Research Examines Biology Behind Stuttering

Medicines being tested could soon be available for treatment
By Newser Editors and Wire Services
Posted Feb 19, 2022 12:45 PM CST
Research Looks at Science Behind Mystery of Stuttering
Colton Nover, 10, plays football Wednesday with his younger brother on their front lawn in St. Johns, Fla.   (AP Photo/Fran Ruchalski)

Holly Nover grew up trying to hide her stutter. "I was very self-conscious," said Nover, 40, of St. Johns, Florida. "So I developed habits to switch my words so it wouldn't be noticed." Her 10-year-old son Colton also has a speech impediment. More than 70 million people worldwide stutter, including President Biden. For centuries, people have feared being judged for stuttering, a condition often misunderstood as a psychological problem caused by things like bad parenting or emotional trauma. But research presented at a conference on Saturday, the AP reports, explores its biological underpinnings: genetics and brain differences.

"By understanding the biology, we’re going to decrease the stigma. We're going to increase the acceptance," Dr. Gerald Maguire said in an interview. The psychiatrist is involved in testing potential medications for stuttering based on the science. Stuttering has been documented as far back as ancient China, Greece, and Rome. But no one really had any idea what caused it until modern genetic science and brain imaging began providing clues. Researchers identified the first genes strongly linked to stuttering more than a decade ago. Imaging studies peered into the brains of adults and older children, and University of Delaware researcher Ho Ming Chow has started looking at 3- to 5-year-olds. That’s around the age many kids begin stuttering, with about 80% outgrowing it.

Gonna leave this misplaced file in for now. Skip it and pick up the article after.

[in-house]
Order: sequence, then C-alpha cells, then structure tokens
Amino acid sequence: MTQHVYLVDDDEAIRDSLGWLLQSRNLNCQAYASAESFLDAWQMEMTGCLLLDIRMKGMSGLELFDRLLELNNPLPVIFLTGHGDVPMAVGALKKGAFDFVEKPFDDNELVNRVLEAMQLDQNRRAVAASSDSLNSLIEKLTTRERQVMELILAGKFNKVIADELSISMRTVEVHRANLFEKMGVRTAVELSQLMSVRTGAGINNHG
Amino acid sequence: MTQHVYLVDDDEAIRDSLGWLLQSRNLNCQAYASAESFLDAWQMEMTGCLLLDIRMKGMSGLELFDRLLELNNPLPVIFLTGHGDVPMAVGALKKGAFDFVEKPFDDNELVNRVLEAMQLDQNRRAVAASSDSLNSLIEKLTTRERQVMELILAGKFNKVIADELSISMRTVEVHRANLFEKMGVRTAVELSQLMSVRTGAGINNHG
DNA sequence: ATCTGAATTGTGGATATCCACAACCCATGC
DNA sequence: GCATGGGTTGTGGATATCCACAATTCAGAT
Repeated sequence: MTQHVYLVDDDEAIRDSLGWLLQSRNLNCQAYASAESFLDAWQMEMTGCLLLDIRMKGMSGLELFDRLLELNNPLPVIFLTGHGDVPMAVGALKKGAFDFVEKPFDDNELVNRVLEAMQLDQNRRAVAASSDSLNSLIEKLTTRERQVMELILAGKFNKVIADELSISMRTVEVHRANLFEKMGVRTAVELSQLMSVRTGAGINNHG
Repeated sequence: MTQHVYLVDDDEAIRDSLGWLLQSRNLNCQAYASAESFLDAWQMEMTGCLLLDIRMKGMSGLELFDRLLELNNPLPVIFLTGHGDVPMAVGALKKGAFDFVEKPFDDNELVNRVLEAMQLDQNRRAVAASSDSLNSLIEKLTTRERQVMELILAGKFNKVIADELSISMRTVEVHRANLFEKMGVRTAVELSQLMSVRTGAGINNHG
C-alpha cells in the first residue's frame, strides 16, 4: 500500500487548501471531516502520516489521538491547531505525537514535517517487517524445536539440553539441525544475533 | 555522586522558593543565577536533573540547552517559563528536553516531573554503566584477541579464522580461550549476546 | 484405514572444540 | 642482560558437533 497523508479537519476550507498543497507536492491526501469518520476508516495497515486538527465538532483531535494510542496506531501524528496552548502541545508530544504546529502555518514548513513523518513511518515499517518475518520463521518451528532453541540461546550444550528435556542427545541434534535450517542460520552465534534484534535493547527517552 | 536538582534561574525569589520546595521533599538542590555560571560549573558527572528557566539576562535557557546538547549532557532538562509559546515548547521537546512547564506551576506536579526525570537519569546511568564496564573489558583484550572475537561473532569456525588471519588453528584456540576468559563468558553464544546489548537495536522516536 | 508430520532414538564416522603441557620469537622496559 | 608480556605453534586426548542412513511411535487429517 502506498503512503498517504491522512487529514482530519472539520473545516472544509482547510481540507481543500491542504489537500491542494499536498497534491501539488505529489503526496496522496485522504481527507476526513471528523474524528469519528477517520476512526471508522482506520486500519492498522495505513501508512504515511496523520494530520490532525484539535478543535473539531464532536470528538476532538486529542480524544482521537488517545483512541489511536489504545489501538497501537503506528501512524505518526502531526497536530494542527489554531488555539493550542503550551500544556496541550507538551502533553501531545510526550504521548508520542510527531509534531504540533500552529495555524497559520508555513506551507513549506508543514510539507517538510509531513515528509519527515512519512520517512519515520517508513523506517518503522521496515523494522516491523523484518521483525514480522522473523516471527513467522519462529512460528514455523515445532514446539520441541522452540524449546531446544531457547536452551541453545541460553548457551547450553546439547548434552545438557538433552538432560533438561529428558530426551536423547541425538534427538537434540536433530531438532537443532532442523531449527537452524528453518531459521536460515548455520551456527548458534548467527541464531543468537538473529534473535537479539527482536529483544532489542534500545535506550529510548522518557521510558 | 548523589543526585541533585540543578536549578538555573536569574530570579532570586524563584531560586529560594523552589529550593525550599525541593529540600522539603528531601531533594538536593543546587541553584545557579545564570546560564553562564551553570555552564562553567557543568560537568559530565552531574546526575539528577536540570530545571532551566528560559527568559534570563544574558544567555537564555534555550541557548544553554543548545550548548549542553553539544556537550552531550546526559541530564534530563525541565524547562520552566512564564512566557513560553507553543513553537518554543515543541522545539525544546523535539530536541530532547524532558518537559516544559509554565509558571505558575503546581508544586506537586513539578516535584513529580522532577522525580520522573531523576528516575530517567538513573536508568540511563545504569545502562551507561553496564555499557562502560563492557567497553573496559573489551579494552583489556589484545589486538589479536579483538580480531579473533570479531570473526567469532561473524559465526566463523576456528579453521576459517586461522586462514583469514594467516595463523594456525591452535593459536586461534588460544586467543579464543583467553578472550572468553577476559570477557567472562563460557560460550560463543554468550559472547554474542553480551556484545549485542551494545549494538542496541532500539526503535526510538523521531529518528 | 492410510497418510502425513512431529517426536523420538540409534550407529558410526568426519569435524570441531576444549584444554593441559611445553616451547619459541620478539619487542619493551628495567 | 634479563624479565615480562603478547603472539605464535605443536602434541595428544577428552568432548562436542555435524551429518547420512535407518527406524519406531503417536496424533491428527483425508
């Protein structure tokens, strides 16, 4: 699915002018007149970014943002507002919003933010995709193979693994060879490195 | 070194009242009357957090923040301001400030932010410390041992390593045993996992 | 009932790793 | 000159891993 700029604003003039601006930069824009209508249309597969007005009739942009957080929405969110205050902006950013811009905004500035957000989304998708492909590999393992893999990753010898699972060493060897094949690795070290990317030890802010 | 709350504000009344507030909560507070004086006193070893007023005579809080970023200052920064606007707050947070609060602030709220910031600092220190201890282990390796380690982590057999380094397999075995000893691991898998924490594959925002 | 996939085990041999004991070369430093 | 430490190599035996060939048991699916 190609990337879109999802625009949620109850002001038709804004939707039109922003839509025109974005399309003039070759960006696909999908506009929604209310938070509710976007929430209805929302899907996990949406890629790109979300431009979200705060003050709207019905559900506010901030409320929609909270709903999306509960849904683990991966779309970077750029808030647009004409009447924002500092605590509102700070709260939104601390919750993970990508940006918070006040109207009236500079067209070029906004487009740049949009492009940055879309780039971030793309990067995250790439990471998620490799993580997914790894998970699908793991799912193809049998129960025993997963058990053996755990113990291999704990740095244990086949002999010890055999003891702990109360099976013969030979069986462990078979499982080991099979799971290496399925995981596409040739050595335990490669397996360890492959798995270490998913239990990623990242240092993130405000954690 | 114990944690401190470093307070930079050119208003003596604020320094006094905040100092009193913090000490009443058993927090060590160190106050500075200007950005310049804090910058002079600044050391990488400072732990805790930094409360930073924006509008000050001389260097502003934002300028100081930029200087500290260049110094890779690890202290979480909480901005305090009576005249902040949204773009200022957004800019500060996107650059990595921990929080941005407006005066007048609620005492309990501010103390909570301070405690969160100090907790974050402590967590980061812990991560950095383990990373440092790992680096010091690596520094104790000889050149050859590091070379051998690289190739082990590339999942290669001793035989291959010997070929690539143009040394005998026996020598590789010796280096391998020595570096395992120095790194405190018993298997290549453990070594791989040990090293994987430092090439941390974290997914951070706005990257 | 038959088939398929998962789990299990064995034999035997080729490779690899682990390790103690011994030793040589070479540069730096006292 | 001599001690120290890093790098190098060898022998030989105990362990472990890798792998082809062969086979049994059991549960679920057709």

Chow said the imaging shows slight brain differences in young children who keep stuttering, compared with those who recover and those who never stuttered. He discussed his research Saturday at the American Association for the Advancement of Science conference, per the AP. For example, his team found genetic mutations related to stuttering are associated with structural abnormalities in the corpus callosum, a bundle of fibers that connects the two hemispheres of the brain and ensures they can communicate; and the thalamus, a relay station that sorts sensory information to other parts of the brain. Past research has also linked stuttering to the basal ganglia, brain structures involved in the coordination of movement.

Chow's colleague Evan Usler stutters, and he likened it to "yips," or involuntary wrist spasms, during golf. He said the latest evidence shows it's a disorder of the cognitive control over speech. Still, many people incorrectly believe people stutter because they are nervous—and if they just tried harder, they could stop. Speech therapy is the mainstay of stuttering treatment. But medicines now being tested could be approved for treatment in the next few years. Nover, a speech pathologist active in the National Stuttering Association, said many people will surely be interested in trying stuttering medications—though not her. She has accepted her stuttering, she said. If Colton were struggling and wanted to try medication as a teen, however, she'd be open to the idea. (Brayden Harrington wants to be "a voice for other children who stutter.")

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